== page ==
January 18th, 2017

New Year’s Resolutions for the Autistic People

Ominous clouds gather and darken above a landscape.

A storm is coming. Are you ready?

We’re headed for hard times. Our movement is on the defensive. The ideas that animate these times don’t bode well for us. That had me thinking about what our absolute necessities are, what we have to have and do to remain ourselves. I only came up with two things:

1) Protect vulnerable people; and
2) Protect the internet.

If we fail to protect our own vulnerable people, we’ve lost our collective soul. If we don’t take care of our own, there is no ‘we,’ no shared existence worth protecting. If we lose an open internet where ideas move freely, we’ve lost the ground on which we stand. I can’t think of anything else we really need to get by, so we should be able to protect our essentials.

The way to do it is to stay engaged. Sign up for action alerts from organizations that deal with issues like disability rights, benefits, and net neutrality. Act on them. Contact your elected officials when something important is happening. Get or stay registered to vote. Help others do the same. Educate people about the issues important to us. Recognize that you will disagree with some decent people, and don’t let the perfect be the enemy of the good. Sometimes, a person or group will have different priorities or values and may only be a good ally on one issue. On that one issue, work together.

Don’t get discouraged. Remember what we’ve already accomplished. We know how to do this, how to build and support good organizations, keep showing up, and leave anyone who threatens our community swamped in outraged calls and emails. We know how to grind down our problems for as long as it takes to get rid of them. It’s hard because it requires commitment, months or years of sustained effort, but it isn’t complicated. We have the skills we need to effectively navigate whatever the rest of the world thinks it’s doing. My fear for us isn’t that we can’t. It’s that we won’t.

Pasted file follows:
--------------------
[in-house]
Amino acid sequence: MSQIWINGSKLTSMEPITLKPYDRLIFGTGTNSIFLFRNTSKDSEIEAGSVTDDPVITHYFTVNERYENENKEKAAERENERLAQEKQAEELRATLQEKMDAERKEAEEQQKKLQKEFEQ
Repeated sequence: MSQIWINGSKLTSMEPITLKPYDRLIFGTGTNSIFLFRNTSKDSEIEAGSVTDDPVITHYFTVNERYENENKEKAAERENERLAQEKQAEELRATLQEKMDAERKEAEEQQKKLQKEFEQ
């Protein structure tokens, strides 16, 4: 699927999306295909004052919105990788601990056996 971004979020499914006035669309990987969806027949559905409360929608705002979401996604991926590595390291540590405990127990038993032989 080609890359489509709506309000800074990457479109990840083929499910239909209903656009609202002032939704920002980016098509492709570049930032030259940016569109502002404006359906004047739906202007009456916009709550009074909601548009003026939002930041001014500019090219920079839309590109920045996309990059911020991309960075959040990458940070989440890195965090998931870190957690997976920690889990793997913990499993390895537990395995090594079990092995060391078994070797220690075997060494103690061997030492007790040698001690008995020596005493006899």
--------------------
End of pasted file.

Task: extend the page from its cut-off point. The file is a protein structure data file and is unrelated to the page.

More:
Don’t get me wrong. I see the people who always do our heavy lifting hard at work. They’re doing all they can to protect the ACA. When they need warm bodies to throw at a problem, though, when circumstances call for chaos on the internet or phone lines tied up for days, will people show up? Will we organize around these issues, which may be more existentially threatening, as determinedly and consistently as we did against eugenics? I don’t know how successfully we’ve inculcated newcomers with the sense of duty to respond. We have a lot of warm bodies now, far more than we did when we were successfully undermining the medical model of disability as applied to us. I’m just not sure enough of them will participate. Will we put aside our differences where our common interests are concerned, or will some of us ignore good ideas rather than admit that a rival is doing something right?

We’re a young community. We don’t have enough strong institutions to protect us from the odd self-serving individual. Our unique relationship with the internet serves us well in some ways, but it’s part of our strong tendency to fall into infighting. With the extremist right ascendant in Western nations, we’re at a crossroads. We have a choice to make: are we a subculture, or are we a people? Are we something like a fandom or a cluster of Facebook groups that lasts for a while, maybe produces lasting friendships, until a catastrophic implosion, or are we something more enduring? Are we more about ourselves or each other? We don’t have much time to make up our minds. If the Autistic community grows up and behaves like a people, there is no problem or threat our determined efforts can’t eventually, successfully address. Otherwise, all of us, from the most self-sufficient to the most vulnerable, are on our own. I hope we make the right decision.


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